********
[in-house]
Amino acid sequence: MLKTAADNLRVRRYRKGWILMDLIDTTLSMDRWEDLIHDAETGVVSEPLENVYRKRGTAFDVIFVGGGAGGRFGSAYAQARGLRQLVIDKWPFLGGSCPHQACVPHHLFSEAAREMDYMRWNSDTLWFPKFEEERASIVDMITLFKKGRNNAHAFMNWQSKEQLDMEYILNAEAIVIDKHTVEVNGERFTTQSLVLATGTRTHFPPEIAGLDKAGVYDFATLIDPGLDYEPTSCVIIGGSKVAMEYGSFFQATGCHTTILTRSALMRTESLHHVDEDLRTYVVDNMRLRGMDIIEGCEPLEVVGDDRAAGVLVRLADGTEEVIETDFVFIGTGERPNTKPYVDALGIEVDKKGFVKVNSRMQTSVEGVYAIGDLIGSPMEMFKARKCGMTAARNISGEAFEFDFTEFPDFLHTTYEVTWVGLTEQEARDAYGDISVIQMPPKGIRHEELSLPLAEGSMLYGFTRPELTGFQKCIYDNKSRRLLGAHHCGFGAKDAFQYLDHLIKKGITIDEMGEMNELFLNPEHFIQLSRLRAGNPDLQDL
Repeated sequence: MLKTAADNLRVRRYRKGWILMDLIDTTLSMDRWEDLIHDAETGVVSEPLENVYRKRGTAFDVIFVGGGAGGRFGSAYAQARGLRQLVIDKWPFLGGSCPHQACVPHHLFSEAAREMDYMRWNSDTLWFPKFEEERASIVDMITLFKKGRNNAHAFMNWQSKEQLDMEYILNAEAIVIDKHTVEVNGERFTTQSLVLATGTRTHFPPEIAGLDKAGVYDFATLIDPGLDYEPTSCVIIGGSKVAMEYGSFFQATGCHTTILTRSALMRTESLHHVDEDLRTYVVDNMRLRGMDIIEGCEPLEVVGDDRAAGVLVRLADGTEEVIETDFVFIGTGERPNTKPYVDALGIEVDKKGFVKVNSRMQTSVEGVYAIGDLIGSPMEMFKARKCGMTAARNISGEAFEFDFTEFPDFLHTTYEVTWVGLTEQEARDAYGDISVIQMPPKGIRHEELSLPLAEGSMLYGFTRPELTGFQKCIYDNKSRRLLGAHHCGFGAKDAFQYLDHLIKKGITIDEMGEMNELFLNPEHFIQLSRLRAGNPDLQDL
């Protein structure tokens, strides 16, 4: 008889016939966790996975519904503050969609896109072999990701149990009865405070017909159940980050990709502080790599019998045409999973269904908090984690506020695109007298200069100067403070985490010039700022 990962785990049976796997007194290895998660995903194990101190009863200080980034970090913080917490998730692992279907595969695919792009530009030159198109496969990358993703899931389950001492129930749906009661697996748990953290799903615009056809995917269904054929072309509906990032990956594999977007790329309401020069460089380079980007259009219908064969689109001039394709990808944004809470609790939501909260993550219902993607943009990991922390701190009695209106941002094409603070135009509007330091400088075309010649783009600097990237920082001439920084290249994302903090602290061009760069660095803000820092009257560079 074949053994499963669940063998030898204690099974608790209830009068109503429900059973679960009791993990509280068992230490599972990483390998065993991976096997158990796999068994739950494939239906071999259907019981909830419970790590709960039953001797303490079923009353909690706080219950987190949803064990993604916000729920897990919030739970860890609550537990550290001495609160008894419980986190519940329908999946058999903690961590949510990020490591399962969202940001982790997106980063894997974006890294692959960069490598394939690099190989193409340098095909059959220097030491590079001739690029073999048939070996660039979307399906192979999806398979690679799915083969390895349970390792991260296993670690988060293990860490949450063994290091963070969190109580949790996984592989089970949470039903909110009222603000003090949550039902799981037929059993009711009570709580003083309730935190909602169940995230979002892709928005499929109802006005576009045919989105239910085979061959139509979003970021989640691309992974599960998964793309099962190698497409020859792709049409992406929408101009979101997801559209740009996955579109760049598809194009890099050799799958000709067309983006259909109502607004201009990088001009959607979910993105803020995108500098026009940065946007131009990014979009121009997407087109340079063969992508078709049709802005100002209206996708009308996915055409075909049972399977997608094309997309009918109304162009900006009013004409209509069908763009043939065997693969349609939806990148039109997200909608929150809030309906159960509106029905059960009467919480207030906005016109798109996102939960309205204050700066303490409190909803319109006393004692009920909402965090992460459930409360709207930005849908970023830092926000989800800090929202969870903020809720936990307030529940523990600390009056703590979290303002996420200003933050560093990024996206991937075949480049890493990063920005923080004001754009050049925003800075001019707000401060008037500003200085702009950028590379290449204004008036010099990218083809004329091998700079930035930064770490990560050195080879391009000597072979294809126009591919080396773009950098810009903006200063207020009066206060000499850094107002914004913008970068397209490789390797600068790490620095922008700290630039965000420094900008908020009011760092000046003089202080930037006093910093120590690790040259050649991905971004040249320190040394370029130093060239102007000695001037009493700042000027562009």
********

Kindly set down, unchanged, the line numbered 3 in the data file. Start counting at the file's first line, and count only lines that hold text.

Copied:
Repeated sequence: MLKTAADNLRVRRYRKGWILMDLIDTTLSMDRWEDLIHDAETGVVSEPLENVYRKRGTAFDVIFVGGGAGGRFGSAYAQARGLRQLVIDKWPFLGGSCPHQACVPHHLFSEAAREMDYMRWNSDTLWFPKFEEERASIVDMITLFKKGRNNAHAFMNWQSKEQLDMEYILNAEAIVIDKHTVEVNGERFTTQSLVLATGTRTHFPPEIAGLDKAGVYDFATLIDPGLDYEPTSCVIIGGSKVAMEYGSFFQATGCHTTILTRSALMRTESLHHVDEDLRTYVVDNMRLRGMDIIEGCEPLEVVGDDRAAGVLVRLADGTEEVIETDFVFIGTGERPNTKPYVDALGIEVDKKGFVKVNSRMQTSVEGVYAIGDLIGSPMEMFKARKCGMTAARNISGEAFEFDFTEFPDFLHTTYEVTWVGLTEQEARDAYGDISVIQMPPKGIRHEELSLPLAEGSMLYGFTRPELTGFQKCIYDNKSRRLLGAHHCGFGAKDAFQYLDHLIKKGITIDEMGEMNELFLNPEHFIQLSRLRAGNPDLQDL